NEW DELHI: In a landmark order, the Supreme Court on Wednesday used powers under Article 142 of the Constitution to restrain Manipur Minister Thounaojam Shyamkumar from entering the Legislative Assembly.
A bench headed by Justice RF Nariman also ordered that Shyamkumar, who defected to the BJP from Congress, will cease to be a Minister with immediate effect.
“We are constrained to use our powers under Article 142 of the Constitution. Respondent No. 3 (Shyamkumar) is restrained from entering the Legislative Assembly till further orders of this Court. Needless to add, he will cease to be a Minister of the Cabinet immediately,” said Justice Nariman.
The apex Court took this decision after Speaker Y Khemchand Singh, even after the one month’s period given by the apex Court, failed to decide on the disqualification petition pending against Shyamkumar. Instead, the Speaker sought adjournment for eight weeks on the matter.
On January 21, the apex Court in a verdict made it crystal clear that the Speaker cannot indefinitely sit on disqualification petition. The Court also noted that it was assured that latest by 10 days from March, 4, the decision would be taken, but nothing has been done yet.
Justice Nariman observed that such delay “exhorts us to take up the matter today itself and decide the matter ourselves”.
Solicitor General Tushar Mehta, appearing for the Speaker, appealed to the Court that the matter may be deferred till March 28, which could give enough time for a judgment on the disqualification applications by the Speaker. “He also pointed out that, in point of fact, 28th March, 2020, has been notified for pronouncement of judgment by the Speaker,” the Court observed.
“We went out of our way to give the Speaker a chance to perform his functions under the Tenth Schedule to the Constitution by stating that, given the fact that such a long period had already gone by without any decision, one month should suffice for the Speaker to decide the disqualification petitions before him.”
The top Court’s observation came in a case of disqualification of Forest and Environment Minister Thounaojam Shyamkumar in Manipur. Shyamkumar had won on a Congres ticket, but switched to the BJP-led government in the state. The Congress had won 28 seats in 2017 in Manipur Assembly election and BJP got 21.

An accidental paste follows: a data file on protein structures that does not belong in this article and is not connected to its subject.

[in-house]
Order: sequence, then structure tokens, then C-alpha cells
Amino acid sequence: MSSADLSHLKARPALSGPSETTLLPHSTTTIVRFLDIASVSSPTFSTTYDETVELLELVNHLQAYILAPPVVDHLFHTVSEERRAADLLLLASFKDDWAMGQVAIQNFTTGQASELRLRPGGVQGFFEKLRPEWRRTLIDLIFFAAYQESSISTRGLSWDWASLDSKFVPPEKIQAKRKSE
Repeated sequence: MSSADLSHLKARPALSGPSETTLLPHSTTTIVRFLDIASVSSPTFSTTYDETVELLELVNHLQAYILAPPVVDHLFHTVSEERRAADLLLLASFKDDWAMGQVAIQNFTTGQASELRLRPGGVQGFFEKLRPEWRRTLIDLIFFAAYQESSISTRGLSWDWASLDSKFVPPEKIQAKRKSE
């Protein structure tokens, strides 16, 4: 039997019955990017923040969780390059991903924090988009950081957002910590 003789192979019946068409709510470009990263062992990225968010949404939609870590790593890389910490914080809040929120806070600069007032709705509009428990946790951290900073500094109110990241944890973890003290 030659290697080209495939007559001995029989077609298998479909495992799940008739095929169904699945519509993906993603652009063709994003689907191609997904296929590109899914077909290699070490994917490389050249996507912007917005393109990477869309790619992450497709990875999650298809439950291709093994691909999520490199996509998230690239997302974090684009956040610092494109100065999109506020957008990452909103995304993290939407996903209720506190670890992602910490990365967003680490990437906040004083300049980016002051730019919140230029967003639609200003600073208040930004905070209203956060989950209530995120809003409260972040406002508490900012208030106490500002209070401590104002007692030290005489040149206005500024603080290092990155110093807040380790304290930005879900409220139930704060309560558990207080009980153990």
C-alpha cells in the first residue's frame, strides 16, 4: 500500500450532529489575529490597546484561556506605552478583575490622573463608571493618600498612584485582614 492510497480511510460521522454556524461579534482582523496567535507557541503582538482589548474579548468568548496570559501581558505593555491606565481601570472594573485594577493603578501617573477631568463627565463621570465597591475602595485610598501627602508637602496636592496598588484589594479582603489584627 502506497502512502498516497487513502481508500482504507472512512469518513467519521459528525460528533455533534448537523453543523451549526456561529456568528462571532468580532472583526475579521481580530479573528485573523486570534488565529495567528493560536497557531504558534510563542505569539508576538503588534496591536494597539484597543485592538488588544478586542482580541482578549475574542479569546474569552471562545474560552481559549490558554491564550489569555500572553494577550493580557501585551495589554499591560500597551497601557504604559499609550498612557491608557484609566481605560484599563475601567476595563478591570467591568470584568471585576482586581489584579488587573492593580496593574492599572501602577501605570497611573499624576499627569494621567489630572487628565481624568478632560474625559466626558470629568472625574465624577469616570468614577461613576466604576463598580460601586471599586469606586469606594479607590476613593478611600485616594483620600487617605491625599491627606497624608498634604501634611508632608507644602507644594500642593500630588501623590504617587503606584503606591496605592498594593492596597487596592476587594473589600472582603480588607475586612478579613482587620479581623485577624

Later, the BJP aligned with National People’s Party (NPP) along with Shyamkumar, who went on to become a Minister in the government. The Congress filed a disqualification petition before the Speaker, but there was no action on it.
In the verdict on January 21, the top Court held that the Speaker can’t sit on a disqualification petition indefinitely. It emphasised that it is essential for the Speaker to decide on the matter within a reasonable time period, and recommended the disqualification petitions should be decided within three months. “A period of three months from the date on which the petition is filed is the outer limit within which disqualification petitions filed before the Speaker must be decided if the constitutional objective of disqualifying persons who have infracted the Tenth Schedule is to be adhered to,” the Court said.
The Court reckoned the Parliament may seriously consider amending the Constitution to substitute the Speakers of the Lok Sabha and Legislative Assemblies as arbiter of disputes concerning disqualification which arise under the Tenth Schedule with a permanent Tribunal headed by a retired Supreme Court Judge or a retired Chief Justice of a High Court, or some other outside independent mechanism “to ensure that such disputes are decided both swiftly and impartially”.
Article 142 says that the Supreme Court in the exercise of its jurisdiction may pass such decree or make such order as is necessary for doing complete justice in any cause or matter pending before it, and any decree so passed or orders so made shall be enforceable throughout the territory of India in such manner as may be prescribed by or under any law made by Parliament and, until provision in that behalf is so made, in such manner as the President may by order prescribe. (IANS)